Samara Weaving and Eugenio Derbez in The Valet (Photos: Hulu & Lionsgate)
By Matt Brunson
★★★ (out of four)
DIRECTED BY Richard Wong
STARS Eugenio Derbez, Samara Weaving
A remake of a frothy French film that played our shores 15 years ago, The Valet is a rom-com with a lot on its mind. Even as it focuses on the usual storyline involving mistaken identities (a comic staple at least since the days of Fred and Ginger), it also touches upon culture clashes, socioeconomic disparities, familial harmony, community outreach, the immigrant experience, the power of the paparazzi, and the downside of gentrification. With so much at play, it’s no wonder the movie clocks in at 125 minutes, a generous run time for this type of picture — by comparison, the original is only 85 minutes, a full 40 ticks shorter than this new version.
Yet what’s surprising about The Valet 2.0 is that it wears its length — and its sundry topics — well. Thanks to an energetic script and a number of delightful performances, it never outstays its welcome. That’s not to say every issue is successfully tackled — the gentrification subplot is occasionally handled in clumsy fashion — but it ultimately delivers on the raison d’etre of any rom-com: a satisfactory mix of laughs and love.
Eugenio Derbez, currently appearing in the Apple TV+ series Acapulco (recently reviewed here), stars as Antonio Flores, a meek valet who’s separated from his wife Isabel (Marisol Nichols) and living with his mother Cecilia (Carmen Salinas, who passed away last year at the age of 82). Antonio parks the cars at a trendy Beverly Hills restaurant, but it’s after hours when he bumps into movie star Olivia Allan (Samara Weaving) — literally, as his bike slams into her parked limo. It turns out that Olivia is having a clandestine affair with a married man, smarmy developer Vincent Royce (Max Greenfield, one of the creeps in 2020’s best picture, Promising Young Woman), and the accident allows a tabloid photographer to snap a photo of them together.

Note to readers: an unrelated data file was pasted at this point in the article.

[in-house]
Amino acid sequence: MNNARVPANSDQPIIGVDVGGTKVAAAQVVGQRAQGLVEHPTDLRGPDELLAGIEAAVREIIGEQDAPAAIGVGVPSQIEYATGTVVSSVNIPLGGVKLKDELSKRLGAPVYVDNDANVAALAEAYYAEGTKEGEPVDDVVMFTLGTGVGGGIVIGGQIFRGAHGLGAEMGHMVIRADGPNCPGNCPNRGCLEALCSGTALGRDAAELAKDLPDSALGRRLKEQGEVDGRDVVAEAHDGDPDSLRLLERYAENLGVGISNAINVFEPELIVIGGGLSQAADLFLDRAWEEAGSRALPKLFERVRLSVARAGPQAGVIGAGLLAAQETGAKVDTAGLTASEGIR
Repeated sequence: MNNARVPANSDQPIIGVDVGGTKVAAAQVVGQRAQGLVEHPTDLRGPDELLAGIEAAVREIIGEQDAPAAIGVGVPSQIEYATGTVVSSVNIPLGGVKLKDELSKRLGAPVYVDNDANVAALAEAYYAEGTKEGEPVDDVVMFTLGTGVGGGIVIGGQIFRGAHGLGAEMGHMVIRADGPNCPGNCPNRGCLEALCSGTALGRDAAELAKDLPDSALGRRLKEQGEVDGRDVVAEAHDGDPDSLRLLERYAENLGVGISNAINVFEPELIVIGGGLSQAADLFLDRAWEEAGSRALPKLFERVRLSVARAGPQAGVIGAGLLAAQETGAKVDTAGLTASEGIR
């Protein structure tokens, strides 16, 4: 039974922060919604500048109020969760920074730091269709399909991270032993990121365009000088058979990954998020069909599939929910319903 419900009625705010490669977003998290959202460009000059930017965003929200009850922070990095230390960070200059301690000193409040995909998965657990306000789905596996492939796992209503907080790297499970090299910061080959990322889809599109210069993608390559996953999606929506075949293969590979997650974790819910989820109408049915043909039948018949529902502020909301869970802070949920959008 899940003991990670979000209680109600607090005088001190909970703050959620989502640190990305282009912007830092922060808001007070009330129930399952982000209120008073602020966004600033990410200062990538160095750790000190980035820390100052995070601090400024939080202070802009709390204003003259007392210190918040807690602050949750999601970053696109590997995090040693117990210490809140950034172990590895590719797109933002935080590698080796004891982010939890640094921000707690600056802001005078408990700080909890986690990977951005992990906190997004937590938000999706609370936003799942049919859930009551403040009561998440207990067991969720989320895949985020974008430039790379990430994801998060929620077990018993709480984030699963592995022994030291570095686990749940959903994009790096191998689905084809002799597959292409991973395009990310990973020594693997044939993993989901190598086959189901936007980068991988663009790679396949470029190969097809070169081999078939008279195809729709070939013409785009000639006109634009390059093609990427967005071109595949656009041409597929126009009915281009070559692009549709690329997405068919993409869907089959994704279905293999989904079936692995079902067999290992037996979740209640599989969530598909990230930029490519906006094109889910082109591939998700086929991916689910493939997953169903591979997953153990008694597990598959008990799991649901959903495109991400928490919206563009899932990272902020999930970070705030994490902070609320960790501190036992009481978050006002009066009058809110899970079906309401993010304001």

Yet as fate would have it, the hapless Antonio is also in the photo, and to avoid a scandal (and a divorce), Vincent and his lawyer (Alex Fernandez) decide that Antonio and Olivia should pretend to be lovers and that Vincent is the one who accidentally ended up in the shot. A reluctant Antonio is hired to take part in the cover-up, and although he and the pampered and neurotic Olivia hail from different worlds, they become unlikely friends. Everyone else, meanwhile, wonders why a beautiful movie star would be dating a member of the lowly working class.
It’s the sort of goofball hijinks that has powered many an effervescent comedy, yet director Richard Wong and scripters Bob Fisher and Rob Greenberg refuse to remain on the surface. This is a movie deep with feeling, with the emotional vibrancy brought to life through well-developed characters and the actors inhabiting them. Antonio’s mother is dating their building’s elderly Korean landlord (Ji Yong Lee), and I daresay I haven’t seen a relationship quite like this one before on the screen. Antonio’s bond with his mom is lovingly crafted, and his scenes opposite his estranged wife are believably knotty. Then there are his engaging outings with Olivia, who takes him to the premiere of her new movie about Amelia Earhart but finds herself preferring to hang out with his extended family.
The attention to character detail extends to all corners of the movie, from Antonio’s fellow valets (an amusing bunch) to the pair of sad-sack photographers hired to keep tabs on Antonio and Olivia. I especially liked the character of Vincent’s savvy lawyer, a decent guy who understands all the angles of the scandalous situation even better than the actual participants.
So will Antonio take the opposites-attract route and end up with Olivia, or will he and his wife reconcile? Let’s just say his romantic journey encounters plenty of detours before arriving at its chosen — and perhaps unexpected — destination.
(The Valet is now streaming on Hulu.)